In many parts of the third world, the treatment of disease is not just a fundamentally difficult issue because of a lack of disease treatment facilities available, but also because of the expense in providing proper diagnosis in the first place. However the field of medical diagnosis might be about to change, if an invention by two Standford doctoral students takes off.
The easy-to-dispense technology is the brain child of Richard Gaster and Drew Hall, two men with experience in the medical and engineering fields, who combined to create the veritable 'lab-on-a-stick'.
At a New York based collegiate inventors competition in June, the duo walked away with the top prize and $10,000 in cash for their work on the nanotechnology based lab .
The 'Nanolab is about the size of a paperback novel and works by detecting disease proteins found in blood, urine or saliva samples - which are placed into a small well from a pipette.
It then becomes the job of the nanosensors to detect the different proteins present in the sample. A series of blue, red and green lights will display depending on the sequence and the specific disease found.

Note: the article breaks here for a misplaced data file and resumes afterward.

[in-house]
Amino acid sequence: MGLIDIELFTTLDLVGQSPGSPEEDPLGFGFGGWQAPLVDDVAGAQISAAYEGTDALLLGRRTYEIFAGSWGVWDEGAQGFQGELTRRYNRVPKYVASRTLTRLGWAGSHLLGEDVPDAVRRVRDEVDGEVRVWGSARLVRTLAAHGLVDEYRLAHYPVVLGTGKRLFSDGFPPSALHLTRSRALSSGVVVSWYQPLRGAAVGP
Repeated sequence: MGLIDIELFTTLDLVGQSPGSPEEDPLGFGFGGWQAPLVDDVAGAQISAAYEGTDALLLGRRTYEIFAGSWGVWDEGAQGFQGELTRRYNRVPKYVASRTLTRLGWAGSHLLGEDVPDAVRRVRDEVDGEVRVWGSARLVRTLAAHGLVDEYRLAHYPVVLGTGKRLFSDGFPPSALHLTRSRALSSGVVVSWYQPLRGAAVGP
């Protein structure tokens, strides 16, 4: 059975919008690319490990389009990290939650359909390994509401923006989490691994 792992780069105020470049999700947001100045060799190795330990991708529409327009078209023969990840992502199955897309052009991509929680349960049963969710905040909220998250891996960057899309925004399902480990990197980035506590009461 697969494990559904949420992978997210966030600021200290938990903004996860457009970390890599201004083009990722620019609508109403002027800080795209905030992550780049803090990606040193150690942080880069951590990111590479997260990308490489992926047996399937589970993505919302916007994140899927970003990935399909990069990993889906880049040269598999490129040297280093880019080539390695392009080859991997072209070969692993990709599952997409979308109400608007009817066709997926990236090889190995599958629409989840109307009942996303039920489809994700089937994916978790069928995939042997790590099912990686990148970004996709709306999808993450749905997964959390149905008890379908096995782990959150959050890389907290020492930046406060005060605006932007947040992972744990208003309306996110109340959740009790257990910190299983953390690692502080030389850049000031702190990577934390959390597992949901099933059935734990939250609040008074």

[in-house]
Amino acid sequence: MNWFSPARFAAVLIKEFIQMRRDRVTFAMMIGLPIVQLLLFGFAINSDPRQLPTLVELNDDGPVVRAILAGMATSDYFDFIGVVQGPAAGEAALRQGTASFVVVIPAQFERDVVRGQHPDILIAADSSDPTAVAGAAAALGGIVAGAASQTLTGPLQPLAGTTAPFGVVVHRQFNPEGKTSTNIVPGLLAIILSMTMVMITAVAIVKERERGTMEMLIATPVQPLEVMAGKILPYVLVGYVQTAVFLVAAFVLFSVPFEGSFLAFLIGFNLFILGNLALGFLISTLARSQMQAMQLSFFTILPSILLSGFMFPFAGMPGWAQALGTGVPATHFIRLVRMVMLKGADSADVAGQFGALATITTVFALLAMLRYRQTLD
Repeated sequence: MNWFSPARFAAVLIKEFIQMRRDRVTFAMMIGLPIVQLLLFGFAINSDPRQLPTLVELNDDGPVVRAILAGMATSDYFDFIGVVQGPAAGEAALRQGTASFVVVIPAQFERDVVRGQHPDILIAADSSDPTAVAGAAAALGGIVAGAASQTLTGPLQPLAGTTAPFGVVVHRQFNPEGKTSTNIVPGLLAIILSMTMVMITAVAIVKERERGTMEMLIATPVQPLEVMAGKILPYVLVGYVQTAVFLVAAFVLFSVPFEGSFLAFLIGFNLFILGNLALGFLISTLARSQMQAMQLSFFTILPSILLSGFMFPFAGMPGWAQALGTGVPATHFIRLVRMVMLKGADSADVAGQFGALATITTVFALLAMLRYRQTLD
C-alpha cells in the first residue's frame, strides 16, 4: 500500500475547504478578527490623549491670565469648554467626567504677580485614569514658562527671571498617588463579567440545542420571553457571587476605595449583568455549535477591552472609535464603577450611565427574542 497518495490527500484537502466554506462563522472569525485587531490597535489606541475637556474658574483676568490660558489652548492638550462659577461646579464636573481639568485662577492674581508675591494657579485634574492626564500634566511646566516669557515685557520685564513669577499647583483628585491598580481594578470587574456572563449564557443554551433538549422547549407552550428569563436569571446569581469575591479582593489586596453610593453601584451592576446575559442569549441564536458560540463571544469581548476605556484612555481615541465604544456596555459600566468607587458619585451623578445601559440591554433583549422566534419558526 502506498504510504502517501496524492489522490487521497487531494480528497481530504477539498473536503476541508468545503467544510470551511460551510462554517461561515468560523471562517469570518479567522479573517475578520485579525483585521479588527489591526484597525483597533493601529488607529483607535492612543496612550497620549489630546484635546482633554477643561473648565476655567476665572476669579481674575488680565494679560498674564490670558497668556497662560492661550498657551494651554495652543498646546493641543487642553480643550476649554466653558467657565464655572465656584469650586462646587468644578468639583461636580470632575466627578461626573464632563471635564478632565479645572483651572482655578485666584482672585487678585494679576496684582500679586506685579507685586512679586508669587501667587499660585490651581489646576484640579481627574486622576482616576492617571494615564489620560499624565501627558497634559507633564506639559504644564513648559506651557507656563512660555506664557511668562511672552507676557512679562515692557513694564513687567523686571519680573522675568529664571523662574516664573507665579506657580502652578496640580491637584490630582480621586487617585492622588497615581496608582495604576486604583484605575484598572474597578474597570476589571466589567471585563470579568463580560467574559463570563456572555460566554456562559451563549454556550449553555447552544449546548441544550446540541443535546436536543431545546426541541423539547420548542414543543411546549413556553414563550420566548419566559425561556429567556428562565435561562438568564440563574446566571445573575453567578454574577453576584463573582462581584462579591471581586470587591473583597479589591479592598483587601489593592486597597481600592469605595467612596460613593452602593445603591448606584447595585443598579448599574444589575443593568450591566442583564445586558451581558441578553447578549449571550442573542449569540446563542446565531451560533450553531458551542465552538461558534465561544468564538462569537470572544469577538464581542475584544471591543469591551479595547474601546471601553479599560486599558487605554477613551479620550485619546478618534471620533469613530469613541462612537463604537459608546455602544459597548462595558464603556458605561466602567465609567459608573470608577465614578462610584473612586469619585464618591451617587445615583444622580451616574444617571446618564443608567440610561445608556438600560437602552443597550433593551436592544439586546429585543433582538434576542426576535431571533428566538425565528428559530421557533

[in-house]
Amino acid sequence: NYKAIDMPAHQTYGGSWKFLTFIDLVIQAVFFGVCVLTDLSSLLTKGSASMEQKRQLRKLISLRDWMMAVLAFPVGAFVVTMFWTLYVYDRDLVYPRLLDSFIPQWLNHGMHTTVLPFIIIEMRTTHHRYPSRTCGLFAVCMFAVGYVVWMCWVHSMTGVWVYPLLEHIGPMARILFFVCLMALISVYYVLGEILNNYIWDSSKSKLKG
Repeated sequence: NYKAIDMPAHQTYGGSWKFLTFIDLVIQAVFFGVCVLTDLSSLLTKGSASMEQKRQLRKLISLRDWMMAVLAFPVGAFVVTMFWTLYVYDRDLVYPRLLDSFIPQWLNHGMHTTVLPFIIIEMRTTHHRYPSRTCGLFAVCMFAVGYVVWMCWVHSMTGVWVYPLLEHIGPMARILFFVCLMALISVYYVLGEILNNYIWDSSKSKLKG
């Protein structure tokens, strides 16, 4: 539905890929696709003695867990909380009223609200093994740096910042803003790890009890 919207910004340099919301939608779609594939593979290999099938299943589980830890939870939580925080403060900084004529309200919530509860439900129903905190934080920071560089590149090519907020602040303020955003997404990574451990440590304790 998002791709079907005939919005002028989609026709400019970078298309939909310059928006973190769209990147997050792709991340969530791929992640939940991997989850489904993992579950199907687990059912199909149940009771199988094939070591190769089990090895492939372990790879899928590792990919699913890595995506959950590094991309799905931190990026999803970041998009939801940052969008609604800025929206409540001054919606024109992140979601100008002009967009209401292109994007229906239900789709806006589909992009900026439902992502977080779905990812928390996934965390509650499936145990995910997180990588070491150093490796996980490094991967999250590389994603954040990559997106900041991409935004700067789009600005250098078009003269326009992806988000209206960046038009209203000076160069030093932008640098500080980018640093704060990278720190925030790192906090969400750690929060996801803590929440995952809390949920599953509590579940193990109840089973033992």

Antibodies and price
The actual nanosensors need a helping hand though. To do their job effectively and remain accurate, they require a certain amount of 'disease antibodies' to help discern which virus is which; a process naturally found in our own bodies and likely, one of the drawbacks of this type of technology - cost.
Purchasing disease antibodies isn't cheap, nor does it fulfil the goals of being portable and avaliable to impoverished communities worldwide: newer virus groups and disease antibody markers need to be purchased and shipped from specialist labs.
A quick search at an antibodies mechant called Cytoshop reveals that an ordinary 1mg vial (mADengue type 2) of the tropical bourne dengue fever carried by mosquitos, retails for $250 - and that isn't much to work with, considering that's just for one antibody. A more detailed price list can be found here.
This lab is unique though, because of its 'quantitative multiplex protein detection' - a faculty that provides the detection kit with the ability to diagnose multiple diseases at once.
Training for future diagnosis
The Nanolab needs no specialist training or medical understanding, beyond understanding the protein signifiers, a process that Hall and Gaster maintain can be taught quickly to just about anyone. It's hoped that the tool eventually proves to be the perfect rural diagnosis lab for those areas that can't get reliable or convenient hospital access.
The official Standford University page has more information.